Still, my remark was not about the words or synonyms of words that are used. It's about the grammatical style. All of the existing keywords that are used as annotations can be used in a sentence that uses 'this function', 'this structure', 'this variable', etc. as the subject:

  • This function is pure.
  • This function requires lock $x.
  • This function is malloc-like.
  • This function is printf-like.
  • This function is a strong reference to $x.
  • This structure is packed.
  • This variable is placed in section $x.
  • This variable is used (or unused).

Adding 'warn' to the name implies that it's the function that somehow 'generates a warning', even though it's the compiler that does that -- not the function.

Ask yourself the question: why do we want to throw a warning if we don't use the result of this function? Well, it's actually more related to __pure2 than you think. Even though functions like malloc() are not pure in the sense that multiple calls can be folded into one or the compiler can even call it more often than requested, it has no side-effects in the sense that it does not cause a state transformation that is visible to the process. It is just a very weak form of __pure2.

The same holds for a function like arc4random(). It is clearly not a pure function, as individual calls cannot be merged. Also, every invocation alters the internal state of the randomizer. Still, state that is visible towards the caller is unaffected, as you wouldn't know what arc4random() would return anyway. That is the reason why you should capture the return value.

Maybe it should be called something in the direction of __no_observable_side_effects.

What's interesting about this is that in addition to allowing more diagnostics, there are actually some interesting optimizations we could make if we know which functions have no observable side effects. There is no need for the compiler to discard any data cached in registers after invoking such a function. GCC and Clang may not support this yet, but by the time it gets added, we only need to change update this #define.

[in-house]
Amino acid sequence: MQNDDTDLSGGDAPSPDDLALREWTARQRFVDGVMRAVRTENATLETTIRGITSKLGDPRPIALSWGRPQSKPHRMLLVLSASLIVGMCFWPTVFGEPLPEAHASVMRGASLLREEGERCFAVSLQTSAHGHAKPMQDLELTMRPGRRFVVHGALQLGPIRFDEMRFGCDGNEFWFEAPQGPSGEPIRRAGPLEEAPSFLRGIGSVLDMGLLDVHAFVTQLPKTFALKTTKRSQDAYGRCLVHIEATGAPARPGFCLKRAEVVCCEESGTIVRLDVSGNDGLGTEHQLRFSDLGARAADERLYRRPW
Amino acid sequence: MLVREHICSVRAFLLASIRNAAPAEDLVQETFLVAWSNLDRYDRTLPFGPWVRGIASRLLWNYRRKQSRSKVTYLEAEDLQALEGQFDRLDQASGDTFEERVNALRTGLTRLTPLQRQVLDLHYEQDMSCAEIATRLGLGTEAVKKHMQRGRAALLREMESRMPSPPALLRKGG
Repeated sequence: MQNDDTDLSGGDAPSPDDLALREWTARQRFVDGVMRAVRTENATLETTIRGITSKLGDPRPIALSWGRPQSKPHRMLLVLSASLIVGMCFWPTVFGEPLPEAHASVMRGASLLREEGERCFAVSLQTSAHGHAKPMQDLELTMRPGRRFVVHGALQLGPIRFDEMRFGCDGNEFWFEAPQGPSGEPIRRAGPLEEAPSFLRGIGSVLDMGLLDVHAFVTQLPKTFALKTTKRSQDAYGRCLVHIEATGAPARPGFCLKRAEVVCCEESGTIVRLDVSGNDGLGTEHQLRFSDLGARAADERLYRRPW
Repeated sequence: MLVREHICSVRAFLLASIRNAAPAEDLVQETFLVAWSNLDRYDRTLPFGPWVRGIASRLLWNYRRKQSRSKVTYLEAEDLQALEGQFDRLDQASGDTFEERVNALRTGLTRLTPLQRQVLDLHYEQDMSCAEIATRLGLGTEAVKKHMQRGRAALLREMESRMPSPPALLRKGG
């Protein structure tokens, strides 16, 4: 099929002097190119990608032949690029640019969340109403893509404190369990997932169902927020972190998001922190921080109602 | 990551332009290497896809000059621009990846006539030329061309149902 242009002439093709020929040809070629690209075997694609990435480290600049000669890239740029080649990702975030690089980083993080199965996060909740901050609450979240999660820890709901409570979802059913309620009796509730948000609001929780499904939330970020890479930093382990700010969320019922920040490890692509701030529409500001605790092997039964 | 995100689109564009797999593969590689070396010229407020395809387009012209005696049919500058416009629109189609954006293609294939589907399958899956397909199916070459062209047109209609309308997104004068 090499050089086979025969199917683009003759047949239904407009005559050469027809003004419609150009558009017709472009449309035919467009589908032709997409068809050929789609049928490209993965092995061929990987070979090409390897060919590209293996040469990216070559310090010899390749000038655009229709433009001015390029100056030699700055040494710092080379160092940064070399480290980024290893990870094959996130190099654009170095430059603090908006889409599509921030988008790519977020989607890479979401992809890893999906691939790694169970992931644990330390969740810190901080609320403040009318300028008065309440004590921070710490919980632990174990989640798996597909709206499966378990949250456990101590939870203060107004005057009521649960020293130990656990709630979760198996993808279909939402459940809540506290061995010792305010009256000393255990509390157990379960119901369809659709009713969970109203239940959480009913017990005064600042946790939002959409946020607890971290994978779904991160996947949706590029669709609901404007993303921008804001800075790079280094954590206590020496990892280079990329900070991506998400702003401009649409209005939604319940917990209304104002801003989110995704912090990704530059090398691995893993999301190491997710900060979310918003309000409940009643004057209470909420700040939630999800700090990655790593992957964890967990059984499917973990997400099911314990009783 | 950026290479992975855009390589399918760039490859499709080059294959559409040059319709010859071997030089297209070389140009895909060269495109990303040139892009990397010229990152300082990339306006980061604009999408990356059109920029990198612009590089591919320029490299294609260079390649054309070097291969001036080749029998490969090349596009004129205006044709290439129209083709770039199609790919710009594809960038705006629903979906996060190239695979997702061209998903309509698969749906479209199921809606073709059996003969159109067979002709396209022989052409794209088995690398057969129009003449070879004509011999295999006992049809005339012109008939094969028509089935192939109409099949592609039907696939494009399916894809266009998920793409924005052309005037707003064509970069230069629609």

I also find it counter-intuitive to change the name so much. FWIW, googling at other projects, in llvm they use __has_attribute(warn_unused_result) , on glibc they use __wur.

The reason why LLVM uses __has_attribute(warn_unused_result) is because __has_attribute() literally tests whether a certain __attribute__(()) is supported. Of course they just sticked to GCC's naming scheme. I'd rather use glibc as an example how not to do things. Naming things different from the GCC attributes is not that uncommon either.

That said, I personally do not care strongly about which name gets used eventually, as long as it gets determined through reasoning that is not too narrowly focused.

In D2107#19, @ed wrote:
In D2107#16, @pfg wrote:
In D2107#15, @ed wrote:
In D2107#10, @pfg wrote:

What about __result_mandatory?

That would indicate an error, while's it's only a warning.

No, it wouldn't. There are other attributes in <sys/cdefs.h> that use a similar naming scheme that only raise a compiler warning by default.

Hmm ... none of them has the "mandatory" word on it.

But at least one of them has the word 'requires' in it, even though it only throws a compiler warning by default.

Still, my remark was not about the words or synonyms of words that are used. It's about the grammatical style. All of the existing keywords that are used as annotations can be used in a sentence that uses 'this function', 'this structure', 'this variable', etc. as the subject: